accept low wages in preference to destitution at home. 
Much of the South 's increase in industrial activity has 



been brought about by the removal of cotton goods manu- 
facturing plants to the Southeast from higher wage areas 
in New England. This backbone of southern industry 
ranks nationally as one of the low-wage manufacturing 
industries. In the South it pays even lower wages than 
elsewhere. According to 1937 figures, the pay for the most 
skilled work in this industry is about 12 cents an hour less 
in the South than the pay for the same work elsewhere. 
The figures for the cotton goods industry also show the 
large number of low-wage workers and the small number 
receiving high wages in the South. More than half of the 
workers in southern mills earn under 37.5 cents an hour, 
although in the rest of the country the industry employs 
less than 10 percent at such low rates. In the South less 
than one-tenth of the workers are paid more than 52.5 
cents an hour, although one-fourth of the workers in the 
rest of the Nation's cotton goods industry are paid above 
this rate. 

Similar differentials between the South and other re- 
gions are found in lumber, furniture, iron and steel, coal 
mining, and other industries generally. The influence of 
the farm population's competition is shown in the un-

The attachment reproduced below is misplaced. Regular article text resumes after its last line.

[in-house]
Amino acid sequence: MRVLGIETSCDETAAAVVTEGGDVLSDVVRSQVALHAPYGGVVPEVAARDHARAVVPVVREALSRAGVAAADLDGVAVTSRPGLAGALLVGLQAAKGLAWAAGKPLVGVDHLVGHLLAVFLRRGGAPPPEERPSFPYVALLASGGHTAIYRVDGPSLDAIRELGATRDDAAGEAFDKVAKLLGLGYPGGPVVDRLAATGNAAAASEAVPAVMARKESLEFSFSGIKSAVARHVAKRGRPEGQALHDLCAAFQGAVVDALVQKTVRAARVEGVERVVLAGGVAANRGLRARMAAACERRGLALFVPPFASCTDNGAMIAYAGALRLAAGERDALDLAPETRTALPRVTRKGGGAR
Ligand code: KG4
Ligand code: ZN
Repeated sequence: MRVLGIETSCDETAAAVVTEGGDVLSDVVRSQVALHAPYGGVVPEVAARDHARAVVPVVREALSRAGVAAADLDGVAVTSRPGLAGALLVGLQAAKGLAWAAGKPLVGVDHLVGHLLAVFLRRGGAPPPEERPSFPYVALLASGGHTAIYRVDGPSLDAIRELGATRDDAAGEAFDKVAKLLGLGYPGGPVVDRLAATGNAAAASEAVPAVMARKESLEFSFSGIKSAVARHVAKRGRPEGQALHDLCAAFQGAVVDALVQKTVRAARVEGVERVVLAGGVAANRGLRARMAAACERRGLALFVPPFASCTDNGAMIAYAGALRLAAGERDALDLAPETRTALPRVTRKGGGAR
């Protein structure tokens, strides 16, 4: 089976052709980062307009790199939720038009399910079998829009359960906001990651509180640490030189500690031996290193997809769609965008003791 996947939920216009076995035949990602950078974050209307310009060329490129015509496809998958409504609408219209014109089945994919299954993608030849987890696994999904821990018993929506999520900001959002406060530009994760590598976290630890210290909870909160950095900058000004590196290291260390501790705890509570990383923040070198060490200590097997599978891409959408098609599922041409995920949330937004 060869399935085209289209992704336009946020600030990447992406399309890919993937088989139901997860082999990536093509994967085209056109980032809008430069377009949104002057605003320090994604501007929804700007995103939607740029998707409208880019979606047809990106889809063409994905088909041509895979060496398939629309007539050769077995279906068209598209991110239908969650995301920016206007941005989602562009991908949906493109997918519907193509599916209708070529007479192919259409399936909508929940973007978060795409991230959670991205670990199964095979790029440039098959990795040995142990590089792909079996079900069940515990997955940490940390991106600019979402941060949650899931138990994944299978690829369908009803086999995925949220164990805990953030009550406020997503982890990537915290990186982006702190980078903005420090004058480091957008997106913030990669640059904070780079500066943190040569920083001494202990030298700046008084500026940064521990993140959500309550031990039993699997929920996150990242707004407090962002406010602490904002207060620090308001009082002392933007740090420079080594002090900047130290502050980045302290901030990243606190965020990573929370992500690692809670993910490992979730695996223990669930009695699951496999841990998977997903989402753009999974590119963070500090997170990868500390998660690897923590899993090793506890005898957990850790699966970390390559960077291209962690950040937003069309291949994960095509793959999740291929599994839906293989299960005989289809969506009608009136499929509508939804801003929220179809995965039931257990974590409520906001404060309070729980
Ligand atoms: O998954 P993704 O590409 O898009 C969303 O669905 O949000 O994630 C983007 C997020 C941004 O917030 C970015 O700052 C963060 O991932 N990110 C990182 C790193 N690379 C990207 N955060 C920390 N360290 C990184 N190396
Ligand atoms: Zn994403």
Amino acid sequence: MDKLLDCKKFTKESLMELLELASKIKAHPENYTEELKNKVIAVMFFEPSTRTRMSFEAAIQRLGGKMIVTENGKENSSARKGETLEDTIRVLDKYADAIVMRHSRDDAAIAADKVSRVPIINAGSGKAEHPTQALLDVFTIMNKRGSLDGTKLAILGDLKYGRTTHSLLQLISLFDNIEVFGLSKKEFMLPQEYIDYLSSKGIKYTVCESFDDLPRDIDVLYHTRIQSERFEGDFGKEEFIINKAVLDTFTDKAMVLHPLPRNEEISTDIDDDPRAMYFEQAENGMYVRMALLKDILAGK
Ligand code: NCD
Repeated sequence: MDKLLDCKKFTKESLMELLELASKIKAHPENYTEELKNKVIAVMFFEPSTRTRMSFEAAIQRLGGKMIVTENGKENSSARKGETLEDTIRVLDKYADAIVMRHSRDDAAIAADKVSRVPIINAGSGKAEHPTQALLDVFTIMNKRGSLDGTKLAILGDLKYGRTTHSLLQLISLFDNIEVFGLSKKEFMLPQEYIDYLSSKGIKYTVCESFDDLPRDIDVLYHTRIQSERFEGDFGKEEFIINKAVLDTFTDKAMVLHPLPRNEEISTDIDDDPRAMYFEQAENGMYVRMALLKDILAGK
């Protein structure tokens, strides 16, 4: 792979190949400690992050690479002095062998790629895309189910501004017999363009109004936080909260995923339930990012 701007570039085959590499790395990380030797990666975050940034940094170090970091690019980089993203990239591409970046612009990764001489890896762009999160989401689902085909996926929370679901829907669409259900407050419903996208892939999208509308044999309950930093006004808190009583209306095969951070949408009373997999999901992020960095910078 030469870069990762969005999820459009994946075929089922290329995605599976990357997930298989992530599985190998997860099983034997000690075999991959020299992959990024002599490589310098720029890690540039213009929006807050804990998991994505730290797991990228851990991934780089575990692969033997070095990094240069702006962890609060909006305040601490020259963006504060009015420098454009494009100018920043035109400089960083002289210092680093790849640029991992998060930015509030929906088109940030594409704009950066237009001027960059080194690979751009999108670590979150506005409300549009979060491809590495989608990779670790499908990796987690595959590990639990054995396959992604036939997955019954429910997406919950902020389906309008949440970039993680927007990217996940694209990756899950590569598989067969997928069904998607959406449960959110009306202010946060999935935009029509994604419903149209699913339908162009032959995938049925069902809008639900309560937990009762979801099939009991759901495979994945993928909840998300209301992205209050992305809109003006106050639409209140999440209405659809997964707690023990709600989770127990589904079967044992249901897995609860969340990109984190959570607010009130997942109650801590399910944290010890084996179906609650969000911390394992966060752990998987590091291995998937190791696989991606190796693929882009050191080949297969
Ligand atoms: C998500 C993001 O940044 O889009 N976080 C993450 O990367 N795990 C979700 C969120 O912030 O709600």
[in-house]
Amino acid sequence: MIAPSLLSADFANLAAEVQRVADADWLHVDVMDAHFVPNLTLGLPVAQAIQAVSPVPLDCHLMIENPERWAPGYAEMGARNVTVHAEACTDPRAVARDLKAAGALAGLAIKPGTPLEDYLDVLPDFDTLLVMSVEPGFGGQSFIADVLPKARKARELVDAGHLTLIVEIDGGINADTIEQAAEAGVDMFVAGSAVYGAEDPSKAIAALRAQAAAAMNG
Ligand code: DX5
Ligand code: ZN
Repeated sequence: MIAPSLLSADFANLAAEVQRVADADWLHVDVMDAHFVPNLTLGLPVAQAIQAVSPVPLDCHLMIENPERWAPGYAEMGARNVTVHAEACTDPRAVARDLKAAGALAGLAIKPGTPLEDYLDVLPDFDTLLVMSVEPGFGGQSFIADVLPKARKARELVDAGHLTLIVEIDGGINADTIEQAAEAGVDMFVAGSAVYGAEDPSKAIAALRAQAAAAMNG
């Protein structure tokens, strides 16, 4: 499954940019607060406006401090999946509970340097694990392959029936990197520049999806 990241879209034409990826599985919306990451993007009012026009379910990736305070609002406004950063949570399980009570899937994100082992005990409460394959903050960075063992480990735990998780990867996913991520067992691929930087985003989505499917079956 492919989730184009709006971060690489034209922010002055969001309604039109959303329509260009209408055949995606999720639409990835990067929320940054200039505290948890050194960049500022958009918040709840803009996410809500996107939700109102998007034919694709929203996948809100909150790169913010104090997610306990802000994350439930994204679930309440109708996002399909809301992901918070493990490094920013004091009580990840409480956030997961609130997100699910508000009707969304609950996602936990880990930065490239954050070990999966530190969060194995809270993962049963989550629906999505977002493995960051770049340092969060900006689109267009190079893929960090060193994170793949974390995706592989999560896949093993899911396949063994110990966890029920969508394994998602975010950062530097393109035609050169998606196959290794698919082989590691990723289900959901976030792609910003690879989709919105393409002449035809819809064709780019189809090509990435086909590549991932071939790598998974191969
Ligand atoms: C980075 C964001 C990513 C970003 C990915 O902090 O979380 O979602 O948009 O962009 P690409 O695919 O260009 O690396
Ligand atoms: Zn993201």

skilled occupations where these wage differentials are 
voidest. The average differential in rates for new labor 
between the South and the rest of the country in 20 of the 
country's important industries in 1937 amounted to 16 
cents an hour. 

In spite of longer working hours, the total annual wages 
show the same discrepancy. The average yearly pay per 
person in industry and business in the South in 1935 was 
$865.41 as compared with $1,219.31 for the rest of the 

Wage differentials are reflected in lower living stand- 
ards. Differences in costs of living between the southern 
cities and cities in the Nation as a whole are not great 
enough to justify the differentials in wages that exist. In 
1935 a study of costs of living showed that a minimum 


emergency standard required a family income of $75.27 a 
month as an average for all the cities surveyed. The aver- 
age of costs in southern cities showed that $71.94 a month